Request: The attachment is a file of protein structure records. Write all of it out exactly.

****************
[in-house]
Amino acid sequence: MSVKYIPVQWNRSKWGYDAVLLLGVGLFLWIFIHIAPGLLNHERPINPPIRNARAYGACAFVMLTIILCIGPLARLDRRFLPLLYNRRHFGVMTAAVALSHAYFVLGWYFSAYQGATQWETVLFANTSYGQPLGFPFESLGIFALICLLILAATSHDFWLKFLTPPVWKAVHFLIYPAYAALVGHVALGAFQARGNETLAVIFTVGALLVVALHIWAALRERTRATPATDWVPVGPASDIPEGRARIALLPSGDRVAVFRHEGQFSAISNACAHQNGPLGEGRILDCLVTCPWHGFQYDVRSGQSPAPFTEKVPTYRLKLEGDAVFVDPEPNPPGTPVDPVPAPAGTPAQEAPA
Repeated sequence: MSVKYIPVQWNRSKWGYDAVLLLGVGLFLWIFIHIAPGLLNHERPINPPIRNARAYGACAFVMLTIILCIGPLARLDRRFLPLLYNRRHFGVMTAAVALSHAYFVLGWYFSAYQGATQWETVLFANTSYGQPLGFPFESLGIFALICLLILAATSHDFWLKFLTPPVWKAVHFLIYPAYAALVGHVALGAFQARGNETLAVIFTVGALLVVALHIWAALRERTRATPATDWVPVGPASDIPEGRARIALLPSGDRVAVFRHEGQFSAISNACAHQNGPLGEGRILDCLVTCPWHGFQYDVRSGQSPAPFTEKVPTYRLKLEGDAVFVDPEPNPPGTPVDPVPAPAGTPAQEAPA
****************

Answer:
[in-house]
Amino acid sequence: MSVKYIPVQWNRSKWGYDAVLLLGVGLFLWIFIHIAPGLLNHERPINPPIRNARAYGACAFVMLTIILCIGPLARLDRRFLPLLYNRRHFGVMTAAVALSHAYFVLGWYFSAYQGATQWETVLFANTSYGQPLGFPFESLGIFALICLLILAATSHDFWLKFLTPPVWKAVHFLIYPAYAALVGHVALGAFQARGNETLAVIFTVGALLVVALHIWAALRERTRATPATDWVPVGPASDIPEGRARIALLPSGDRVAVFRHEGQFSAISNACAHQNGPLGEGRILDCLVTCPWHGFQYDVRSGQSPAPFTEKVPTYRLKLEGDAVFVDPEPNPPGTPVDPVPAPAGTPAQEAPA
Repeated sequence: MSVKYIPVQWNRSKWGYDAVLLLGVGLFLWIFIHIAPGLLNHERPINPPIRNARAYGACAFVMLTIILCIGPLARLDRRFLPLLYNRRHFGVMTAAVALSHAYFVLGWYFSAYQGATQWETVLFANTSYGQPLGFPFESLGIFALICLLILAATSHDFWLKFLTPPVWKAVHFLIYPAYAALVGHVALGAFQARGNETLAVIFTVGALLVVALHIWAALRERTRATPATDWVPVGPASDIPEGRARIALLPSGDRVAVFRHEGQFSAISNACAHQNGPLGEGRILDCLVTCPWHGFQYDVRSGQSPAPFTEKVPTYRLKLEGDAVFVDPEPNPPGTPVDPVPAPAGTPAQEAPA